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5 Common skincare myths exposed


Adriana Bello - published on 04/24/17

You hear these hair and makeup 'facts' all the time, but are they really true?

1. You have to change your beauty products from time to time because “your skin gets used to them.”

Have you used the same cream for years, only to wake up one morning and feel like it suddenly stopped working? Sadly, there is a tiny blemish of truth here. However, it’s not that the skin adapts to the product, as the saying goes, but rather that as your skin ages, changes, or gets sick, like any other bodily organ, it has different needs. So maybe that serum you bought worked wonderfully for six months, and then you don’t see the same results, but it’s not because your skin has become immune to it, or the factory is lowering its quality standards; rather, your skin no longer has the same needs, or there is an environmental factor that is influencing it (such as pollution or seasonal changes). So what do you really need? Different kinds of ingredients each season or life stage to adapt to your ever-changing epidermis.

Read more:
The surprising beauty secrets of Hollywood’s Golden Age actresses

2. If I pull out a white/gray hair, more will grow in the same spot.

According to Elizabeth Cunnane Phillips, a trichologist (I didn’t know this is what hair care specialists are called until now, either) from New York, this is completely false. You can’t generate more hair follicles, nor magically turn other hairs gray by having one touch the strands beside it. What can happen — although it is extremely rare — is that there are two hair follicles in the same place, and so you have two gray hairs to start with. But this doesn’t happen because you pulled out one of your hairs. It also doesn’t mean that you can start plucking any and all the white hairs you find on your head. Why not? Because pulling out the same hair repeatedly can damage the follicle and leave you with thinner and thinner hair. So, you can color it, or why not just embrace it? Gray hair can be beautiful too!

3. Cucumber slices on your eyes will reduce puffiness.

Ah, that old movie cliche. It’s one of the most famous beauty tricks of cinema … but does it actually work? I’m happy to report that the answer is a big fat yes. Cucumbers contain antioxidants and anti-inflammatory agents, such as vitamins A and C, which are ideal for reducing swelling around the eyes. But for this trick to really make an impact the slices need to be sufficiently cold. So chill them in a fridge before using. Another cucumber perk? You don’t have to leave them on for 30 minutes; 5 to 7 minutes should be more than enough. So start slicing! Have extras? Don’t hesitate to add them to a delicious lemonade, with a touch of sugar.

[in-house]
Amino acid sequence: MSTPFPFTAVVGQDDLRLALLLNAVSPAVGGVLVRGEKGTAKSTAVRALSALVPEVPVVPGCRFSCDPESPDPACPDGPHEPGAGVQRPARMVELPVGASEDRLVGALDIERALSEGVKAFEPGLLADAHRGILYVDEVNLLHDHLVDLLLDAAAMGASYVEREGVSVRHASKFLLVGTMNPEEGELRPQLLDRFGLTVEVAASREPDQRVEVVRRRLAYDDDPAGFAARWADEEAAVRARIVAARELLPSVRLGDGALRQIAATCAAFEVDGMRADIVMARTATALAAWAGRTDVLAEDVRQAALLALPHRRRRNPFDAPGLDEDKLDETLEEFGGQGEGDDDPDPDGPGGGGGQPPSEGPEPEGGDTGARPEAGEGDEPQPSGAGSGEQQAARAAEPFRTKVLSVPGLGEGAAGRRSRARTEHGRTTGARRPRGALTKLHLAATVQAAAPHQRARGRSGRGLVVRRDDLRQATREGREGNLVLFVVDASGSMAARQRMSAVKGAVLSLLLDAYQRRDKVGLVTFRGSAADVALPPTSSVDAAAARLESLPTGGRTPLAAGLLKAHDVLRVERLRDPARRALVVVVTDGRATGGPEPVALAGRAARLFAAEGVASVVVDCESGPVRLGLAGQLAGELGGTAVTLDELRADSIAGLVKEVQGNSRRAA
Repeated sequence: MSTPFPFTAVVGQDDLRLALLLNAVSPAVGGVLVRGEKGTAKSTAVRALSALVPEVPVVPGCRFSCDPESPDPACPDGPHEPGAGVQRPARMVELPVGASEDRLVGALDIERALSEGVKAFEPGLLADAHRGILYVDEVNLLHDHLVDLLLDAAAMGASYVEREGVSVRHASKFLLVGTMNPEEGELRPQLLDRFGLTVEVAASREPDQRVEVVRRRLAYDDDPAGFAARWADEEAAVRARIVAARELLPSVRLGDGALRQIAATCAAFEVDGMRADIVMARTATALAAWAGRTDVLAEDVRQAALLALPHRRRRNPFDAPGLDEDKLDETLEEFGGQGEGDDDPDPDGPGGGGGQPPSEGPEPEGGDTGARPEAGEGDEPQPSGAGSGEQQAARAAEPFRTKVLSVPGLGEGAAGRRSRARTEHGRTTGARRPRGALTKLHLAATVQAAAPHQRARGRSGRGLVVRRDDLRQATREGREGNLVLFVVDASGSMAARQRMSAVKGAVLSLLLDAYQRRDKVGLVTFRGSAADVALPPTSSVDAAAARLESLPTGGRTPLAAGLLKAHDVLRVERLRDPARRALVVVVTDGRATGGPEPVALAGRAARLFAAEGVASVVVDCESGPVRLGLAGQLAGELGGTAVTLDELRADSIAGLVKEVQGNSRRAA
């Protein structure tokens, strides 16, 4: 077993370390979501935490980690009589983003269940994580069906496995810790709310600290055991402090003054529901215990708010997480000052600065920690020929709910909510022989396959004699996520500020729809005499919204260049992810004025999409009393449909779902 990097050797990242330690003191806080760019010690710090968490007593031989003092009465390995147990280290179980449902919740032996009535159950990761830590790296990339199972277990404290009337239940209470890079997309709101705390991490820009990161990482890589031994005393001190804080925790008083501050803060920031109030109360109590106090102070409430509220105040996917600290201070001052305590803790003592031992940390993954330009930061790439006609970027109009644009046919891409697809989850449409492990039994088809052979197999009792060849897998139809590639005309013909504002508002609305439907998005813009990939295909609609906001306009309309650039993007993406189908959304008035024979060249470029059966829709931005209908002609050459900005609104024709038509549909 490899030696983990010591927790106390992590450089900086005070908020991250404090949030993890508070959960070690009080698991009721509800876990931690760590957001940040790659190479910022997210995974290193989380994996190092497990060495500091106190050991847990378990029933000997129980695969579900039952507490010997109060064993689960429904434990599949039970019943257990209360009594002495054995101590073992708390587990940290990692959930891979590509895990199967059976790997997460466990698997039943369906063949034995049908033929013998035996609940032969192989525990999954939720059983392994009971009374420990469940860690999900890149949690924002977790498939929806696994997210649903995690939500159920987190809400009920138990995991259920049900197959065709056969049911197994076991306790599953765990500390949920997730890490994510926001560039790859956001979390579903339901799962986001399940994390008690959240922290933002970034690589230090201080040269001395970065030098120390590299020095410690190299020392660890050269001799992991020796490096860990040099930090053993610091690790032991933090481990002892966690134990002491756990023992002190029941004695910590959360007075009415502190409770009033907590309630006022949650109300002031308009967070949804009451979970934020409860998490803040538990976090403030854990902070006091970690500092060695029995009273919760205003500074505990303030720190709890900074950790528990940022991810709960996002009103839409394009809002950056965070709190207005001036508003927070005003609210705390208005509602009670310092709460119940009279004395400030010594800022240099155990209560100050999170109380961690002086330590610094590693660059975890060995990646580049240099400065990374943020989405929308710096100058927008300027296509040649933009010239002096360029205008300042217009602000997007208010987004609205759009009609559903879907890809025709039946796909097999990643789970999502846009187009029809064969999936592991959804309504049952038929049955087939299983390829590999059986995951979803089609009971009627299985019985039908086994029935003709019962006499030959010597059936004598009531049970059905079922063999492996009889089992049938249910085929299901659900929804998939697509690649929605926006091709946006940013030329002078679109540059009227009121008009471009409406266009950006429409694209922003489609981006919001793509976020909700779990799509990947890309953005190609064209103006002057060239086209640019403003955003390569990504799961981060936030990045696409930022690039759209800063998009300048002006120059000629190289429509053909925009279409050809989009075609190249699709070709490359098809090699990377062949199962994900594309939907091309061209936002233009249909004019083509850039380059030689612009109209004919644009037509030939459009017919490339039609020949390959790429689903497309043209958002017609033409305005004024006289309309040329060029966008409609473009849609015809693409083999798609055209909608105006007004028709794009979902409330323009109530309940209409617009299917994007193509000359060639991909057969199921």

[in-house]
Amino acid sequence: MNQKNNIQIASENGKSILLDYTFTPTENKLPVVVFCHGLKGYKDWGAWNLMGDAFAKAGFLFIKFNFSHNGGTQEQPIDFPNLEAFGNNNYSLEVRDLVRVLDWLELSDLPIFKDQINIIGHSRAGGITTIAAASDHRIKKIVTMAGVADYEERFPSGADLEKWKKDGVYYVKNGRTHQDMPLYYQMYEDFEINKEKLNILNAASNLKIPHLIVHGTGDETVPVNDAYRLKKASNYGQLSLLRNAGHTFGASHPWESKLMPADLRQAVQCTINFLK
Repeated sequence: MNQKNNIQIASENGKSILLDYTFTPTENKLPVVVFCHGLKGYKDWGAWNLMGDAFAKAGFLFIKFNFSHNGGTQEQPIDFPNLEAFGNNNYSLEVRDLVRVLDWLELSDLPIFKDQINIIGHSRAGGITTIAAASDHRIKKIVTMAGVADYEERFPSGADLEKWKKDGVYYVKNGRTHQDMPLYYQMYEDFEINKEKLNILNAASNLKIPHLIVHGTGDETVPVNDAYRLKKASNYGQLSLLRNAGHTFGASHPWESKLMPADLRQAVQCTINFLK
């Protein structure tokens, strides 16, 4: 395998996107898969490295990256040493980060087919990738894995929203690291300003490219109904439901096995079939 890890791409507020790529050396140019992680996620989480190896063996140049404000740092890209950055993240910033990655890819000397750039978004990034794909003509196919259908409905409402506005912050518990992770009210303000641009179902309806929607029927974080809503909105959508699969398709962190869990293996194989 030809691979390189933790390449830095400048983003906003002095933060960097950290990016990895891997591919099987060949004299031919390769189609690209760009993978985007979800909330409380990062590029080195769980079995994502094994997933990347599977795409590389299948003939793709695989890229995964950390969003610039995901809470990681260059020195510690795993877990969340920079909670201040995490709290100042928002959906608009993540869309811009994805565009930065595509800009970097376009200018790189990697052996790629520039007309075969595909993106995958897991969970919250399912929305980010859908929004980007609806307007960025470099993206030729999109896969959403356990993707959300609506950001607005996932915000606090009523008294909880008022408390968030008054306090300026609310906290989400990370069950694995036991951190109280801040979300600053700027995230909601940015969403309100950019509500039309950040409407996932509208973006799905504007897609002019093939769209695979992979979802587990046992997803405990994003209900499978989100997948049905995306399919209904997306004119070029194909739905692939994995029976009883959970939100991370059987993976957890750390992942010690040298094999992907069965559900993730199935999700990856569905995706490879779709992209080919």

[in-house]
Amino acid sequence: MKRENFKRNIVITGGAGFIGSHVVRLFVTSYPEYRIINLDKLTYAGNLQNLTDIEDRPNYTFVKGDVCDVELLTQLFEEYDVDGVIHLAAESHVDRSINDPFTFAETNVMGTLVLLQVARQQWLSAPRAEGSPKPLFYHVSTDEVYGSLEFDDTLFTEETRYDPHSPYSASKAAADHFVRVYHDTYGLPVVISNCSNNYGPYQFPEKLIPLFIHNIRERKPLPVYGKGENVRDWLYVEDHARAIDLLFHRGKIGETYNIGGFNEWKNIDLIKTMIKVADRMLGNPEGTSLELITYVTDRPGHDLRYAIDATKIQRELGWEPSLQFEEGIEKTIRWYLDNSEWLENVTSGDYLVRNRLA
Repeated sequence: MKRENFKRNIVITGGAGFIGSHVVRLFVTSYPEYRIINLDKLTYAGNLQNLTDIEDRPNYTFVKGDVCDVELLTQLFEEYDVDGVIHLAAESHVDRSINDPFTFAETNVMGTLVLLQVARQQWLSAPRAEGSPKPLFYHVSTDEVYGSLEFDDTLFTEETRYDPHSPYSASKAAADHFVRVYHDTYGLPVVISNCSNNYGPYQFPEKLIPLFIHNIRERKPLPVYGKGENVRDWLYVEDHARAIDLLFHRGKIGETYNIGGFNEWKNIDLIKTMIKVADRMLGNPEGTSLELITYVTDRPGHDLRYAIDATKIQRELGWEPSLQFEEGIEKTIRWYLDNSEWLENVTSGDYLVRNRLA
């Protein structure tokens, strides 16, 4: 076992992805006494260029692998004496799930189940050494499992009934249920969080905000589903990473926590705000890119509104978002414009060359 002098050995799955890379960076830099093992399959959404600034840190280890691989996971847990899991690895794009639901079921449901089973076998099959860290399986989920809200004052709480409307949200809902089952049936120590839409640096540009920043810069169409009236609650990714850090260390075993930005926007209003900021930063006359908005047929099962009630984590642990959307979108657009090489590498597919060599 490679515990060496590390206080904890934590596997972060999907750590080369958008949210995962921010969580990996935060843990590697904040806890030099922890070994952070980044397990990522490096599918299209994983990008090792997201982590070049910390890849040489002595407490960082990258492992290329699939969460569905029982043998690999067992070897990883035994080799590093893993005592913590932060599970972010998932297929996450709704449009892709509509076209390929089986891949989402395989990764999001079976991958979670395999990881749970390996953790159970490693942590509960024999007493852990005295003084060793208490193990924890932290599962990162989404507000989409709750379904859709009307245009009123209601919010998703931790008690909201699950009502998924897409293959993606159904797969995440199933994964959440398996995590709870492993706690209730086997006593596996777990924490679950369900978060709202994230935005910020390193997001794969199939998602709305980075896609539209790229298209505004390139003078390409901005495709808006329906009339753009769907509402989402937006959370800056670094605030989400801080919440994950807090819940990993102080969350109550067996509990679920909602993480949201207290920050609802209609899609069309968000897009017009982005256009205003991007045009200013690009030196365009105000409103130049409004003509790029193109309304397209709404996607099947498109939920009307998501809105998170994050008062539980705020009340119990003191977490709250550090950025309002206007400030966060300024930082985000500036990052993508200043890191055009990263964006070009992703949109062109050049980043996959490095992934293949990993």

Read more:
Natural skincare: 5 Cosmetic uses for coffee

4. A dab of toothpaste can help reduce an acne blemish.

You’ve probably heard this from your mother, your sisters, or your friends … and it’s totally true! (If you use the right brand.) The mint in toothpaste will help your acne look less puffy, and the calcium carbonate will dry it out. Most toothpastes also contain Triclosan, which is a very effective ingredient for killing the bacteria that cause acne. You just need to check that your toothpaste has all of these ingredients before applying it. (And stay away from blue or green colored pastes; it tends to work better when it’s completely white). You should also be careful not to apply it to broken skin. Dab it on delicately with your fingertip (never a toothbrush); otherwise, it could have opposite effect, causing irritation and inflammation.

5. Smoking cigarettes gives you wrinkles.

I’m sorry, smokers, but this is true — and there are two reasons why: First, because of the damage caused by free radicals; second, because of the continuous mouth movements you make in order to inhale, which increases the chances of small wrinkles appearing at the corners of your mouth (as happens on the forehead of people who wrinkle their brows a lot). Of course, this is a negligible consequence compared to lung cancer, so think of the wrinkle reduction you might see as an added perk to quitting a truly bad habit.

This article was originally published in the Spanish edition of Aleteia.

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